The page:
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Albert Goering's brother, Hermann, was Hitler's closest and most loyal associate in the Nazi High Command, a top Nazi and Successor designate No. 1 to The Fuehrer: Reichmarshal and Head of the Luftwaffe; President of the Ministerial Council for the Defense of the Reich; member of the Secret Cabinet Council; Reich Forest Master; Commander-in-Chief of the Air Force; Prime Minister of Prussia; President of the Prussian State Council; President of the Reichstag; Plenipotentiary for the Four Year Plan; Head of the "Reichswerke Hermann Goering"; SS Obergruppenfuehrer; SA Obergruppenfuehrer.

When Hermann Goering joined the Nazi Party in 1922, Hitler gave him command of the SA Brownshirts. Badly wounded in the Munich Beer Hall putsch of 1923, Hermann Goering fled the country for four years. Upon his return, he aided Hitler's rise to power and later became No. 1 only to Hitler.

In 1933, when the Nazis came to power, Goering was made commander of the Luftwaffe, Germany's air force. He soon became the strongest man in the Nazi ruling circle and by 1936, he controlled Germany's economy completely.

Hermann Goering was addicted to drugs and his behavior became quite bizarre. But even though he became less effective, and seldom was seen at Hitler's headquarters, Hitler would not dump him. "Der dicke Hermann" was the only Nazi leader, other than Hitler, that Germans could identify with.

Hermann Goering with Edda

Hermann Goering was put on trial at Nuremberg in 1946. During his trial Goering, who had been taken off drugs, defended himself with aggressive vigor and skill, frequently outwitting the prosecuting counsel. With Hitler dead, he stood out among the defendants as the dominating personality, dictating attitudes to other prisoners in the dock.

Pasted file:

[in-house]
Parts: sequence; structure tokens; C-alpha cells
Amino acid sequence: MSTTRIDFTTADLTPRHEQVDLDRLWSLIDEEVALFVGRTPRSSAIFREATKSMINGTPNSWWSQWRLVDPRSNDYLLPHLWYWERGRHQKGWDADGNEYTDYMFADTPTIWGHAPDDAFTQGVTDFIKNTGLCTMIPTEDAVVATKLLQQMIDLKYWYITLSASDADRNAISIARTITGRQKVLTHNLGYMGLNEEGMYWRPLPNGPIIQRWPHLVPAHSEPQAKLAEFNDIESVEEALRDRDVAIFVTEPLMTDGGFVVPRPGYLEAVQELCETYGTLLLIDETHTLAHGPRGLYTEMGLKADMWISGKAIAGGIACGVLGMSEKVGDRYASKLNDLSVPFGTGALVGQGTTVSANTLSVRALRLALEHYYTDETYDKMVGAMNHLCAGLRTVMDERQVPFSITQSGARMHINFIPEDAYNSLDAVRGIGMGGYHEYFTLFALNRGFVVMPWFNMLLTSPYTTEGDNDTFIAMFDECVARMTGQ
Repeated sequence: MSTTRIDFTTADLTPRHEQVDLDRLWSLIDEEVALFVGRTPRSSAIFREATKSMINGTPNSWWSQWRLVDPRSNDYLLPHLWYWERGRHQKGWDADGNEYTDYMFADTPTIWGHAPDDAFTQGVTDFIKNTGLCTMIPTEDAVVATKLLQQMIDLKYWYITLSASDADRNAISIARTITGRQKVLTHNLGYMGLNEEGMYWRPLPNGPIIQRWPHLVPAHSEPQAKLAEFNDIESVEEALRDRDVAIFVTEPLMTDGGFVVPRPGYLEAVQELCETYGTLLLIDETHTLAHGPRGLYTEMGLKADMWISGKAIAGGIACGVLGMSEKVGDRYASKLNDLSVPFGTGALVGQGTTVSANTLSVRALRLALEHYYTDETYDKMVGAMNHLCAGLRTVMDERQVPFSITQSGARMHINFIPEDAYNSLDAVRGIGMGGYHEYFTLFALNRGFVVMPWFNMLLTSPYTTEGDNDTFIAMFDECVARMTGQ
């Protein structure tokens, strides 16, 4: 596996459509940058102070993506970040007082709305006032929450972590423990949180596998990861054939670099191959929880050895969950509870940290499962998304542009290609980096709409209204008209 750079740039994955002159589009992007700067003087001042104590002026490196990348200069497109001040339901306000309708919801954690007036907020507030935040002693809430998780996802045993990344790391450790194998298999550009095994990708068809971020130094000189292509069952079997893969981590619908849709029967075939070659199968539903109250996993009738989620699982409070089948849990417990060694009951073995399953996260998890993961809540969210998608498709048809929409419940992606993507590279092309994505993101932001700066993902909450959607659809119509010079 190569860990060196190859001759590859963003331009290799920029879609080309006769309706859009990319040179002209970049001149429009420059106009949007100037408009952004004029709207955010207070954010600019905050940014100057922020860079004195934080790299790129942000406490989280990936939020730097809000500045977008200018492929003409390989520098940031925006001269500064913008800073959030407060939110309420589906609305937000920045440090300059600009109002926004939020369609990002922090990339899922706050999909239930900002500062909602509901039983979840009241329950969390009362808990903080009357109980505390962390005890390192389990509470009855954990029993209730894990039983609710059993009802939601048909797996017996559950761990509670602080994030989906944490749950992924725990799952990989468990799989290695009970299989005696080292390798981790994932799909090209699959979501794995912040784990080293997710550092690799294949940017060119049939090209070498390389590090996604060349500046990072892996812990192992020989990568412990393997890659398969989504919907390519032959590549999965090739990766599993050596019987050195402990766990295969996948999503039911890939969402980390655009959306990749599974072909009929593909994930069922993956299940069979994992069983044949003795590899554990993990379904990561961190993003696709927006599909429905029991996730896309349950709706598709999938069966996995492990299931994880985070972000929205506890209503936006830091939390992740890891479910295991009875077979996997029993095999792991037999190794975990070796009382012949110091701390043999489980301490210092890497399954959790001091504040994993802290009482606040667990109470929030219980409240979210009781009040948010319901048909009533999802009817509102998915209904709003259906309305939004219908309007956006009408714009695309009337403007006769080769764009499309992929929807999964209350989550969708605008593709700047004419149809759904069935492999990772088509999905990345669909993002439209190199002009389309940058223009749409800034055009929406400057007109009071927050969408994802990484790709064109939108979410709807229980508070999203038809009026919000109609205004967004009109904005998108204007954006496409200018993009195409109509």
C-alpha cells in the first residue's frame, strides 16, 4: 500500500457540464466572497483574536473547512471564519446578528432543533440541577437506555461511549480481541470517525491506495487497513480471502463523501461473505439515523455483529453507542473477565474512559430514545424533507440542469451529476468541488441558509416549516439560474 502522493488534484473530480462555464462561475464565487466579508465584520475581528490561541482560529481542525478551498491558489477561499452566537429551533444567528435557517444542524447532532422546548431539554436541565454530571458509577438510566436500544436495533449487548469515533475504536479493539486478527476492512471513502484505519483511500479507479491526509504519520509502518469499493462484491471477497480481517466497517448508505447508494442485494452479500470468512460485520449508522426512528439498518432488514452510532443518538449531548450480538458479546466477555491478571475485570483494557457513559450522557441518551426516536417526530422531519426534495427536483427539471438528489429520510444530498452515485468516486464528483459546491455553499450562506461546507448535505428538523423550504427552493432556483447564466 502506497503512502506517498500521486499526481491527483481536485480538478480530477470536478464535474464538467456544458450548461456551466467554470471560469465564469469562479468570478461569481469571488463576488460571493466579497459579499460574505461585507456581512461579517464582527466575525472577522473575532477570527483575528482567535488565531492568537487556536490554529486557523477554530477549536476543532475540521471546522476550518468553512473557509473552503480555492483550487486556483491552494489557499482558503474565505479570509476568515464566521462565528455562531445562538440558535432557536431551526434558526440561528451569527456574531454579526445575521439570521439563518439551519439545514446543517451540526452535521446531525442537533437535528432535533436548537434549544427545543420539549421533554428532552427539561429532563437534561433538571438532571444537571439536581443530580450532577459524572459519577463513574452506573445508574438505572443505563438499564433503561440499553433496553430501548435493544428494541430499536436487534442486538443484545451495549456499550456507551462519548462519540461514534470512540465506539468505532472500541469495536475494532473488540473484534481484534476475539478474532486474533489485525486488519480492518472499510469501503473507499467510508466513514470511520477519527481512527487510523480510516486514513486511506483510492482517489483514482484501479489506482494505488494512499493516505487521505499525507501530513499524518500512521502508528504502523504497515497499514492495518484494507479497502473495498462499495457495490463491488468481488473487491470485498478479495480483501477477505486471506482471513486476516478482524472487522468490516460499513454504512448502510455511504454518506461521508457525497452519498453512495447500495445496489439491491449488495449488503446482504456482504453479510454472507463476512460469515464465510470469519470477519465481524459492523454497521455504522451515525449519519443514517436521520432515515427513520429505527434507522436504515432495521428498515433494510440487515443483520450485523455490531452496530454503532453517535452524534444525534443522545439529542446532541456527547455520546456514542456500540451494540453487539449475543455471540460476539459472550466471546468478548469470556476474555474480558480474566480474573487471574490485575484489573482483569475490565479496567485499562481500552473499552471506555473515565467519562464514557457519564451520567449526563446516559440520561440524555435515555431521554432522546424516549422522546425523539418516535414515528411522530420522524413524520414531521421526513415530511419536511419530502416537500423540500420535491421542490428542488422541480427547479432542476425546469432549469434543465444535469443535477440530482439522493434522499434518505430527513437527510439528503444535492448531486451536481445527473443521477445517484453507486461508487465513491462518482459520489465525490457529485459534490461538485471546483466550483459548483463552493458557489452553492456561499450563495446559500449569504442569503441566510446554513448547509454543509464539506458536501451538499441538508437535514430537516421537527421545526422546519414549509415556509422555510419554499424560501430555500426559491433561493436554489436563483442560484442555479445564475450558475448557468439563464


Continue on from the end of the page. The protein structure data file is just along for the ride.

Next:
Nevertheless, Hermann Goering failed to convince the judges, who found him guilty, and he was sentenced to death by hanging.

Goering dispatched an appeal in which he said he would accept the court's death penalty if they allowed him to be shot as a soldier instead of hanged as a common criminal, but the court members refused to allow him this honor. Defying the sentence imposed by his captors, he committed suicide with a potassium cyanide capsule on 15 October 1946, two hours before his execution was due to take place.

Hermann Goering
at The Nuremberg Trials

Where Goering obtained the cyanide, and how he had managed to hide it during his entire imprisonment at Nuremberg, remains unknown. Theories speculate that Goering befriended U.S. Army Lieutenant Jack G. Wheelis, who was stationed at the Nuremberg Trials, and that he helped Goering obtain the cyanide which had likely been hidden among Goering's personal effects when they were confiscated by the Army.

After his suicide, Hermann Goering was cremated and his ashes were scattered in the Conwentzbach in Munich, which runs into the Isar river.





Louis Bülow  ©2011-13
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